Lead Information

Lead Poisoning is the perfect predator. It is silent, it is all around us, it doesn’t discriminate. And all too often, we end up paying the ultimate price: Our children.

A little-known fact about lead poisoning is that it continues to be one of our nation’s most critical public health issues, yet it is preventable. Some of the best tools we can use to keep our children safe from lead exposure are the most accessible and inexpensive: education, testing, paint, and soap and water.

The Perfect Predator is a documentary that touches on one aspect of this complicated issue that often gets overlooked – the harsh reality and far-reaching effects of this disease on all of us. When children have lead poisoning, entire families, and in turn entire communities, suffer the effects of lead poisoning.

The Perfect Predator was produced under the leadership of Oneida County Executive Anthony J. Picente, Jr. through the Childhood Lead Poisoning Primary Prevention Program grant in partnership with The Oneida County Health Department, The New York State Department of Health, Cornell Cooperative Extension Oneida County, Tompkins County Public Health, Steuben County Public Health, and Excellus Blue Cross Blue Shield.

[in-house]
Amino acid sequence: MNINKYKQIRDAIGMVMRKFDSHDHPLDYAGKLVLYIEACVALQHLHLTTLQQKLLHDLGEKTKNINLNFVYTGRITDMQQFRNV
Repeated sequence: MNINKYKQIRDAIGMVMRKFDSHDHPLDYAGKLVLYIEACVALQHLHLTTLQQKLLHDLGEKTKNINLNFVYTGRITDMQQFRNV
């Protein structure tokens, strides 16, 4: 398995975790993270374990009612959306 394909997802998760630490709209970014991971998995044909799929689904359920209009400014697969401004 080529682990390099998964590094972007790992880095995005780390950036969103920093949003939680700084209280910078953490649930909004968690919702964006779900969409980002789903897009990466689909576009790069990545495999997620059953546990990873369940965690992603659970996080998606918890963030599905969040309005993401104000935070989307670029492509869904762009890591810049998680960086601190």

Lead Prevention Program

When children have a high level of lead in their blood (5 ug/dl or greater), we look inside and outside the home for possible sources of lead. We can test the paint, dust, water and soil around the home. Window sills, molding, and doors are a common source of lead. There is no charge for the testing.

In addition to assessing home conditions for lead paint hazards, LPPP staff also assess for additional possible sources of lead hazards such as food, spices, dishes, toys and incense. LPPP staff offer education related to lead poisoning prevention and nutrition to families receiving services. In addition, developmental assessments of lead poisoned children are offered to families.

We talk with family members about:

  • where the lead hazards are in the home
  • how to stop children from being exposed
  • how to clean the areas where lead is found
  • how to get a child tested for lead
  • how to get help from other programs

We also offer community presentations.



Oneida County Partners